The case law raises several guiding principles governing the use of a police power to detain for investigative purposes. The evolution of the Waterfield test, along with the Simpson articulable cause requirement, calls for investigative detentions to be premised upon reasonable grounds. The detention must be viewed as reasonably necessary on an objective view of the totality of the circumstances, informing the officer's suspicion that there is a clear nexus between the individual to be detained and a recent or on-going criminal offence. Reasonable grounds figures at the front-end of such an assessment, underlying the officer's reasonable suspicion that the particular individual is implicated in the criminal activity under investigation. The overall reasonableness of the decision to detain, however, must further be assessed against all of the circumstances, most notably the extent to which the interference with individual liberty is necessary to perform the officer's duty, the liberty interfered with, and the nature and extent of that interference, in order to meet the second prong of the Waterfield test.
Police powers and police duties are not necessarily correlative. While the police have a common law duty to investigate crime, they are not empowered to undertake any and all action in the exercise of that duty. Individual liberty interests are fundamental to the Canadian constitutional order. Consequently, any intrusion upon them must not be taken lightly and, as a result, police officers do not have carte blanche to detain. The power to detain cannot be exercised on the basis of a hunch, nor can it become a de facto arrest.
C. Search Powers Incident to Investigative Detention
Any search incidental to the limited police power of investigative detention described above is necessarily a warrantless search. Such searches are presumed to be unreasonable unless they can be justified, and hence found reasonable, pursuant to the test established in R. v Collins,  1 S.C.R. 265. Under Collins (p. 278), warrantless searches are deemed reasonable if
they are authorized by law,
the law itself is reasonable, and
the manner in which the search was carried out was also reasonable.
The Crown bears the burden of demonstrating, on the balance of probabilities, that the warrantless search was authorized by a reasonable law and carried out in a reasonable manner: R. v Buhay,  1 S.C.R. 631, 2003 SCC 30, at para. 32.
This appeal marks the first opportunity for the Court to discuss whether a search incident to an investigative detention is authorized by law. Underlying this discussion is the need to balance the competing interests of an individual's reasonable expectation of privacy with the interests of police officer safety. In the context of an arrest, this Court has held that, in the absence of a warrant, police officers are empowered to search for weapons or to preserve evidence: R. v Golden,  3 S.C.R. 679, 2001 SCC 83, at para. 95. In the reasons following, I consider whether and to what extent a power to search incidental to investigative detention exists at common law. I note at the outset the importance of maintaining a distinction between search incidental to arrest and search incidental to an investigative detention. The latter does not give license to officers to reap the seeds of a warrantless search without the need to effect a lawful arrest based on reasonable and probable grounds, nor does it erode the obligation to obtain search warrants where possible.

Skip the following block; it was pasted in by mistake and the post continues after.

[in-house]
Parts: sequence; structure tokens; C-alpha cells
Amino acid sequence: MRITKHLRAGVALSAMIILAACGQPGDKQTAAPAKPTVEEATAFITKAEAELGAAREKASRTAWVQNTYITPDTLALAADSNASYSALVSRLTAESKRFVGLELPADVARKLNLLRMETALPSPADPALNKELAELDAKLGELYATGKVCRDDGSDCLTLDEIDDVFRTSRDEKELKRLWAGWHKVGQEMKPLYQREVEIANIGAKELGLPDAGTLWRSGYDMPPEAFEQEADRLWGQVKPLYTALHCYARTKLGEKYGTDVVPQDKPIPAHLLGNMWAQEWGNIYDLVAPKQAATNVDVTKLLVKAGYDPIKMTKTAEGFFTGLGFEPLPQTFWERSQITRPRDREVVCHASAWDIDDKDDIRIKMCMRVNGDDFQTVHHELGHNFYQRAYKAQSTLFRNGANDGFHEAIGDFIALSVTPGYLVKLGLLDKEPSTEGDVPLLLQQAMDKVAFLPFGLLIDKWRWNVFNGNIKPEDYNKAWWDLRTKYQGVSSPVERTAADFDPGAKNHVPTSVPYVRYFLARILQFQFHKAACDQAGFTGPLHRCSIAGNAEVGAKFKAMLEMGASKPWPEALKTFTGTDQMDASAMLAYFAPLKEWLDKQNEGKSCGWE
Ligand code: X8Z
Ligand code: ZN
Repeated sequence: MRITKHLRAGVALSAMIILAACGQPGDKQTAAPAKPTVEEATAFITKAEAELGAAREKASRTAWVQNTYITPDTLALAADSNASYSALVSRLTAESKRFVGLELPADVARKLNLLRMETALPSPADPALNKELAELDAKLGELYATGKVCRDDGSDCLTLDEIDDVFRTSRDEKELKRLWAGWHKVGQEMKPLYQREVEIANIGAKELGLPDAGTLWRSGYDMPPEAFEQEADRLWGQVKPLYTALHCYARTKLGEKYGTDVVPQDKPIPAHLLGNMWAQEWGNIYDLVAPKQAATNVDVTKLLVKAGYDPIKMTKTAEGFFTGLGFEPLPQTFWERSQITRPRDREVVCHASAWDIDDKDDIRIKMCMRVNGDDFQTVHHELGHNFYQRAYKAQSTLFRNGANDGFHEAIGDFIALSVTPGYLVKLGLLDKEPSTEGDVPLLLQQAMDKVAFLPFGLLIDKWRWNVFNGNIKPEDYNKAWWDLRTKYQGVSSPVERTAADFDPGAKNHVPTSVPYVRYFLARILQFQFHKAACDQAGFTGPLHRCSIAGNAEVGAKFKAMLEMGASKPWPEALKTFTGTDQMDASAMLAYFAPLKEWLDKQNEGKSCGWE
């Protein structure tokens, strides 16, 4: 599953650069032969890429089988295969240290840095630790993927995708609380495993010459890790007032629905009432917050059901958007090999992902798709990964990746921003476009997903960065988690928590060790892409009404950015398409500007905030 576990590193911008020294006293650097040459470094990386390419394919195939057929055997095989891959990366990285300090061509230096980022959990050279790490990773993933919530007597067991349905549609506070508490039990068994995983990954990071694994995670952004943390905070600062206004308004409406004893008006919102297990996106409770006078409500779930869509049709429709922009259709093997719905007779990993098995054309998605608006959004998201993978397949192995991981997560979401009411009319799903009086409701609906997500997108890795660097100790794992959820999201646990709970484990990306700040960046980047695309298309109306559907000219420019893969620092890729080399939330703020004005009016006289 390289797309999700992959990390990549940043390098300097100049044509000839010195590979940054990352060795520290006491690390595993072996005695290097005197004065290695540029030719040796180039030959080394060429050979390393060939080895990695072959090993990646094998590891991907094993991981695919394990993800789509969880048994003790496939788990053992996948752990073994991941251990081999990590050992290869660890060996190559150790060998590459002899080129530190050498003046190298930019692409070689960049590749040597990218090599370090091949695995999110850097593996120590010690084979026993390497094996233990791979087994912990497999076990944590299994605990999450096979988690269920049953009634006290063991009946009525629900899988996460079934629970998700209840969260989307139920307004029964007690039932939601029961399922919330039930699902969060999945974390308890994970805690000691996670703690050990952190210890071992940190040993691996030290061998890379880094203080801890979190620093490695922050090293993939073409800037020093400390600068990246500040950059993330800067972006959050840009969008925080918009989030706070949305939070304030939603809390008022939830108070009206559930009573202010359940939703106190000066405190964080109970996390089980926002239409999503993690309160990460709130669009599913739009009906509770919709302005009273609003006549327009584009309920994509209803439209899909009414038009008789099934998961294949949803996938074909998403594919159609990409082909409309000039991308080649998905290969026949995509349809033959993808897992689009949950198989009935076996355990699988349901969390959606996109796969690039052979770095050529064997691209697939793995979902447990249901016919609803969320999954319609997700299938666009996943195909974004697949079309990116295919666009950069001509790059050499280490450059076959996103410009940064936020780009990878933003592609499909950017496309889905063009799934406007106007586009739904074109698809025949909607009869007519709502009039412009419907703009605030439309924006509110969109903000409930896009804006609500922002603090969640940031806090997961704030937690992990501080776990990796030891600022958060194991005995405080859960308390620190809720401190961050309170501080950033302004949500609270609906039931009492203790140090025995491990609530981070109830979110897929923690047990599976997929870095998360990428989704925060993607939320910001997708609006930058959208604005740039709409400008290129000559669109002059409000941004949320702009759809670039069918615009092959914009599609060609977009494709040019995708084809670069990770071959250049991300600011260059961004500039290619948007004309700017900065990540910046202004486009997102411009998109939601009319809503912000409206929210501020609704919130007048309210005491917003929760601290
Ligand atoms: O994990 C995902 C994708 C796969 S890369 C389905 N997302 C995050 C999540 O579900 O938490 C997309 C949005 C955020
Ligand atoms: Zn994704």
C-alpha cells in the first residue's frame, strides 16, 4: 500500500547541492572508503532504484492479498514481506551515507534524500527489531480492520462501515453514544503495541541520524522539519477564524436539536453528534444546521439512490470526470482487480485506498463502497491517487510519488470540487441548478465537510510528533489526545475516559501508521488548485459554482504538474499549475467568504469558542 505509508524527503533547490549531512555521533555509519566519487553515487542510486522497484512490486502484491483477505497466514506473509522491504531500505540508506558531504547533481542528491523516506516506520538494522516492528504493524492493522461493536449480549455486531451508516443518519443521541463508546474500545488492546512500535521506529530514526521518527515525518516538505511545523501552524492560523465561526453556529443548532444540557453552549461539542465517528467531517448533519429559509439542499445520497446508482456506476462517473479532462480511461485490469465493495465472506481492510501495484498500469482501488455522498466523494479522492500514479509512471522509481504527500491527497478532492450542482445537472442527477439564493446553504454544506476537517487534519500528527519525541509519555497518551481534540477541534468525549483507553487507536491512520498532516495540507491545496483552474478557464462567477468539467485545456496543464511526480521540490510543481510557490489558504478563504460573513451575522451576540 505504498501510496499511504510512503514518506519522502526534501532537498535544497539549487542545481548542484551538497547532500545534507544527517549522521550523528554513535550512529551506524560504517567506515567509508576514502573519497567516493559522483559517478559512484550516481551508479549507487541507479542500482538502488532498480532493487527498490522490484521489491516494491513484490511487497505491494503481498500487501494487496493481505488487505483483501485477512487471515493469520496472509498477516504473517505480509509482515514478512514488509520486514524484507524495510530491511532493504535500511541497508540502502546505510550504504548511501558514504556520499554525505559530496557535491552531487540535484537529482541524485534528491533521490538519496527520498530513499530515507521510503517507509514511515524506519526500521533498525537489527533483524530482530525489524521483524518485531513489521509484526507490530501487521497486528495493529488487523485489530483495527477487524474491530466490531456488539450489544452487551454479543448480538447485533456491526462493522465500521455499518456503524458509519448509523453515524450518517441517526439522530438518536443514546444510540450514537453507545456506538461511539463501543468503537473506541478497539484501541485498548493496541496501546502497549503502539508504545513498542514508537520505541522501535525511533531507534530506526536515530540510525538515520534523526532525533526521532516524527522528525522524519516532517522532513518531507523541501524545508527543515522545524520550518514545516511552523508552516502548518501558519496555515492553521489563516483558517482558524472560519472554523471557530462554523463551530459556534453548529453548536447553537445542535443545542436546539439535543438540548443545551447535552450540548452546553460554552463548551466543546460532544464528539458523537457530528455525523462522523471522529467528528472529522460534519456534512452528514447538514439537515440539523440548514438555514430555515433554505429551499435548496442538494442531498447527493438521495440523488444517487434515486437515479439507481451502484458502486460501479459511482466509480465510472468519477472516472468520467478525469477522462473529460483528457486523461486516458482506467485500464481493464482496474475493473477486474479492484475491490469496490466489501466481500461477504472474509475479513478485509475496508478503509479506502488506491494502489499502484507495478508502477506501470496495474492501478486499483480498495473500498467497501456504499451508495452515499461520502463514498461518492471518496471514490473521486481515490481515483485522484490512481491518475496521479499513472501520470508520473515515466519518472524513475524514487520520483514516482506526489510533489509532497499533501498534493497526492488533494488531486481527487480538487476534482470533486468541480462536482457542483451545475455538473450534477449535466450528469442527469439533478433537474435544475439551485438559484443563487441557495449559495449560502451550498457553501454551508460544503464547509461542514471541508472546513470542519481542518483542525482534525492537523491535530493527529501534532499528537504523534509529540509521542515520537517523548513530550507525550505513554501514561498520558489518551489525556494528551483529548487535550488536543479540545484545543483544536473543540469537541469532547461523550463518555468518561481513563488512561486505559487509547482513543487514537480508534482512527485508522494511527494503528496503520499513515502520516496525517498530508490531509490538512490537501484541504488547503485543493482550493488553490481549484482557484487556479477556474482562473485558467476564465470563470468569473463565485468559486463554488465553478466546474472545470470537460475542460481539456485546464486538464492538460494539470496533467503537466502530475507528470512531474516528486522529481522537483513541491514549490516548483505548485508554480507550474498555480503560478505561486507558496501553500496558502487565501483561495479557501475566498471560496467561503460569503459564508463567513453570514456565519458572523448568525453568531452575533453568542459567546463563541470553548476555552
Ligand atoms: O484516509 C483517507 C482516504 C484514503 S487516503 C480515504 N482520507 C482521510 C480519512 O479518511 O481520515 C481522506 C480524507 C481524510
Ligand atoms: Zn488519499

I rely upon the Waterfield test discussed above to recognize that a power of search incidental to investigative detention does exist at common law. Under the first prong of the Waterfield test, the interference clearly falls within the general scope of a duty imposed by statute or recognized at common law. The duty at issue here is the protection of life and property, which was also at issue in Dedman, supra, at p. 32.
To continue in the Waterfield analysis, the conduct giving rise to the interference must involve a justified use of a police power associated with a general duty to search in relation to the protection of life and property. Put differently, the search must be reasonably necessary. The relevant considerations here include the duty being performed, the extent to which some interference with individual liberty is necessary in the performance of that duty, the importance of the performance of the duty to the public good, the nature of the liberty being interfered with, and the nature and extent of the interference: Dedman, supra, at pp. 35-36.
The general duty of officers to protect life may, in some circumstances, give rise to the power to conduct a pat-down search incident to an investigative detention. Such a search power does not exist as a matter of course; the officer must believe on reasonable grounds that his or her own safety, or the safety of others, is at risk. I disagree with the suggestion that the power to detain for investigative searches endorses an incidental search in all circumstances: see S. Coughlan, "Search Based on Articulable Cause: Proceed with Caution or Full Stop?" (2003), 2 C.R. (6th) 49, at p. 63. The officer's decision to search must also be reasonably necessary in light of the totality of the circumstances. It cannot be justified on the basis of a vague or non-existent concern for safety, nor can the search be premised upon hunches or mere intuition.